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the story


Living in LA, I find myself quite spoiled by the film options here - I probably could see a classic, foreign, or indie film every night of the week if I wanted. Though all those genres interest me, as a huge classic film fan, I realize I'm lucky to be able to sit in a theater and see classics on 35mm (or 8, 16, or even 28.5mm!). The options can prove difficult sometimes though - do I attend a screening of a newly restored underrated Hitchcock classic or indulge in an insane sounding lady-doctor-assumes-dead-woman's-identity flick that is, of course, playing on the same evening? Decisions, decisions! (That was a real life conundrum).


If tasked with a difficult choice regarding screenings, I generally choose the films that aren't available for purchase on DVD and are rarely shown, if at all, on TV (though both the movies referenced above, Shadow of a Doubt and Strange Impersonation, are on DVD or streaming). Sometimes these films run as part of a special retrospective or recent restorations showcase, but whatever the occasion, I've found myself attending as many of these screenings as I can before a friend will inevitably ask what I've been doing for a month - I have been known to trade a free trip to Disneyland for an afternoon watching a 1924 silent Ernst Lubitsch film. Since these outings are far from a normal trip to the cinema, I decided to share them with the internet.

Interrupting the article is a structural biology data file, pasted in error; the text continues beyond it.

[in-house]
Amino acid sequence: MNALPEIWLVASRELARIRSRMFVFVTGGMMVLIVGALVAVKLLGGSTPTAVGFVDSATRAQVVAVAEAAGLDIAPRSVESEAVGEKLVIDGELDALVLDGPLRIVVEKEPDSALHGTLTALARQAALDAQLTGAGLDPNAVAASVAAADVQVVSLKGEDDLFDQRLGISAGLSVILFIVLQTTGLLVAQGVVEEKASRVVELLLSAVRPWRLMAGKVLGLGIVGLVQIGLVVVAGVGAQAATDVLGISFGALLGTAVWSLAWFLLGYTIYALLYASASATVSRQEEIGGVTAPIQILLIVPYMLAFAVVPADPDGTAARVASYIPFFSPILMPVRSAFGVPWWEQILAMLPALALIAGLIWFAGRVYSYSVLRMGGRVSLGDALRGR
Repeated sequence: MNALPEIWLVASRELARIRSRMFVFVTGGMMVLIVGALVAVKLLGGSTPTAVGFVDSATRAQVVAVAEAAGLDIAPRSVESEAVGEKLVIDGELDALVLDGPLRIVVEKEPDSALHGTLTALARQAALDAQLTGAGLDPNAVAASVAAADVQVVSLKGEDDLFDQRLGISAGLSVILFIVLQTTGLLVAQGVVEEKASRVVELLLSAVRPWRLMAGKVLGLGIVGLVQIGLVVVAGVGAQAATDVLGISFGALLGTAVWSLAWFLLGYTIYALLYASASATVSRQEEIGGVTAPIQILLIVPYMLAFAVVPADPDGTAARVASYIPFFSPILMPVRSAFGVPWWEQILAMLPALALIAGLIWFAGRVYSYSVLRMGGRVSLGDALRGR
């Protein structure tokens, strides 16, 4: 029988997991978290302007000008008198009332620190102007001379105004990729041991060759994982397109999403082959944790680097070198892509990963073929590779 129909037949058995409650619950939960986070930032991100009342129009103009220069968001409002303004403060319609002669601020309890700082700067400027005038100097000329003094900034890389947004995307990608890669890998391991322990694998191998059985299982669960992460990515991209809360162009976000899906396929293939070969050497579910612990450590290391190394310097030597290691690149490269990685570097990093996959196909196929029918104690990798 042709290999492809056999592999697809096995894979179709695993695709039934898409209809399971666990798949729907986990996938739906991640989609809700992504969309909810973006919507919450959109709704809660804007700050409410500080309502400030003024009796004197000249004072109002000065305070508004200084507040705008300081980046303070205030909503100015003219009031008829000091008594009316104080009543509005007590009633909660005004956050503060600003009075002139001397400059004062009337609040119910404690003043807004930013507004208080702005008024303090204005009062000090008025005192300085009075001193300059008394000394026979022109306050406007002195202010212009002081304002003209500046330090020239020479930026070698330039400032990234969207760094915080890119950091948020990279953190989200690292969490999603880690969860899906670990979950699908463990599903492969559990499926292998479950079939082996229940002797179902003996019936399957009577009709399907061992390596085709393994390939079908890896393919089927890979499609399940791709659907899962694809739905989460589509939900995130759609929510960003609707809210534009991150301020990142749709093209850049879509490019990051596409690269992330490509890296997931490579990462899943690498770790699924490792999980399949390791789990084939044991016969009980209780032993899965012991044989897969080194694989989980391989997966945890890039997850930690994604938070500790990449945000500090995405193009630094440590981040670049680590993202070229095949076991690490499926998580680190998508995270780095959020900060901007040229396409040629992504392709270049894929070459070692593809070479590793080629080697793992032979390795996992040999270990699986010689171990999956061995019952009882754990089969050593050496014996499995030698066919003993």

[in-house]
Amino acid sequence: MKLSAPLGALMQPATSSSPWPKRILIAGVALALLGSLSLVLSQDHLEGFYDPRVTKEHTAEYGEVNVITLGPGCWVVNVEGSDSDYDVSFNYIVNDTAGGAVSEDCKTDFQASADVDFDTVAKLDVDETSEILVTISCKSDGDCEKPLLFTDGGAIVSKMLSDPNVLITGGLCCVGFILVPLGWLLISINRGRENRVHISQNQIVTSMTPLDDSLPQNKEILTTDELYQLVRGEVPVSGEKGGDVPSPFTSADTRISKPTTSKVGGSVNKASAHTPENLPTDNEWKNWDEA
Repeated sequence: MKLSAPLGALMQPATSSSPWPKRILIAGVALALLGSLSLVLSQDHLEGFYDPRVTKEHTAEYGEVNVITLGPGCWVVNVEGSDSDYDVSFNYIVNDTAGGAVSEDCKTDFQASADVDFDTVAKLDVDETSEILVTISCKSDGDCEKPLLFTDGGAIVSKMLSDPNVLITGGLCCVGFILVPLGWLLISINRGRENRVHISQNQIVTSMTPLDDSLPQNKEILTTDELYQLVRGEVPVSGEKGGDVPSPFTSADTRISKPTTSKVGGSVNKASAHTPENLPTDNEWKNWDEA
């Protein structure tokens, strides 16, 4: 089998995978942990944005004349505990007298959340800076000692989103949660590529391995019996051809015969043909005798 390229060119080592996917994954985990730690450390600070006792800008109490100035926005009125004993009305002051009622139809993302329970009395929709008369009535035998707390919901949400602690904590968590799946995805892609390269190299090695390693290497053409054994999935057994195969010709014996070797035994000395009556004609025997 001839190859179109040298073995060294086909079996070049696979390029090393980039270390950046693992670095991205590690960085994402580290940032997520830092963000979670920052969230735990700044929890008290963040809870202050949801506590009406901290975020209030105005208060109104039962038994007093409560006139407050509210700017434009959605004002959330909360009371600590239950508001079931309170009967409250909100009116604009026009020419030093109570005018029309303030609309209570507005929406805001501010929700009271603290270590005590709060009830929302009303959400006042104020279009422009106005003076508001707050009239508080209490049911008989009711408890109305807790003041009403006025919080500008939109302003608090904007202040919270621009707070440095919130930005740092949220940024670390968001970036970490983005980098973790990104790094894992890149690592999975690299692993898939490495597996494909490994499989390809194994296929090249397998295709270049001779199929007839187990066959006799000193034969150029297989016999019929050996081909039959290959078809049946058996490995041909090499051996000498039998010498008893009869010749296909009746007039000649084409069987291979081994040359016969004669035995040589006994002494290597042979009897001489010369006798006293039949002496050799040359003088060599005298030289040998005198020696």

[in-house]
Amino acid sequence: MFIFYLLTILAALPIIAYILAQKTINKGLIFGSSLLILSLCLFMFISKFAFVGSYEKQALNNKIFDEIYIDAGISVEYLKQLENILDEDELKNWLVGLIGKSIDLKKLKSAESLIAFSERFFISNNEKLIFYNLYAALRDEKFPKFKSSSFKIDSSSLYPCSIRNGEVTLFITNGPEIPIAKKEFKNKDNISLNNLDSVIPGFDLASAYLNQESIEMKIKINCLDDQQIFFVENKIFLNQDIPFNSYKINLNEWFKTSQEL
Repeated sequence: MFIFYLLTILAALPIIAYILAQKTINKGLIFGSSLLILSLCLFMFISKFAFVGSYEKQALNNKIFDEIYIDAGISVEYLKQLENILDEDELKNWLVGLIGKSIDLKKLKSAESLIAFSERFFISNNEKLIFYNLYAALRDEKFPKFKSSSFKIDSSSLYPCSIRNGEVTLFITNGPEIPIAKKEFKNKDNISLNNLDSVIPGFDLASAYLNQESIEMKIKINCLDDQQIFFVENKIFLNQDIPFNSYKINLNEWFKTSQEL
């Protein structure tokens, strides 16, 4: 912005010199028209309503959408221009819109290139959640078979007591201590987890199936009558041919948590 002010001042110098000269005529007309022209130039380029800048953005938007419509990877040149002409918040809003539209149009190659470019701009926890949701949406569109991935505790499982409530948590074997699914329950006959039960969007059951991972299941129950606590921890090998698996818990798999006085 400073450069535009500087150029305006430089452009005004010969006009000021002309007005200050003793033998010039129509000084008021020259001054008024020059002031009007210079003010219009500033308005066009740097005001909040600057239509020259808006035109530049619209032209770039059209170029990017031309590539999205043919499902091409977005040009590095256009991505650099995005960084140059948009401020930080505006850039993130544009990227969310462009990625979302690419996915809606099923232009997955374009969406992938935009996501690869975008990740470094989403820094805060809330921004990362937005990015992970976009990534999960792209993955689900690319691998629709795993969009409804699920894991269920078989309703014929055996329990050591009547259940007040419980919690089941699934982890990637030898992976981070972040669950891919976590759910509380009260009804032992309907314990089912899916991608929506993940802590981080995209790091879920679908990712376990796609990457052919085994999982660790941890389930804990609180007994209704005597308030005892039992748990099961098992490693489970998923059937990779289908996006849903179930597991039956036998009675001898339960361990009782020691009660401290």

You can't see it here, but Hepburn's eyelashes are unreal. And they started it all for me.
how i got hooked


Apart from watching The Wizard of Oz a million times in my elementary school music class, my first brush with classic film was at the local Saturday Matinee store. Katharine Hepburn's eyelashes on the VHS cover of Holiday caught my attention and stopped me in my tracks. Is that how her eyelashes look in the film? Are those real? What's this all about? I was weirdly intrigued.


Another brush with Pride and Prejudice - this time in Blockbuster - sealed the deal. Do I watch the million hour A&E miniseries or 2 hour - heaven forbid - black and white 1940 version for my school project? Well, my 13-year-old aversion to black and white won out due to my limited attention span, and here we are.

You can't see it here, but Hepburn's eyelashes are unreal. And they started it all for me.

thanks for stopping by!

I See a Dark Theater is a website dedicated to classic movie-going—and loving—in the City of Angels. Whether it's coverage on screenings, special presentations, or Q&As around Los Angeles that you're looking for, or commentary on the wonderful and sometimes wacky world of classic cinema, you've come to the right place for a variety of pieces written with zeal, awe, and (occasionally) wit. Enjoy.

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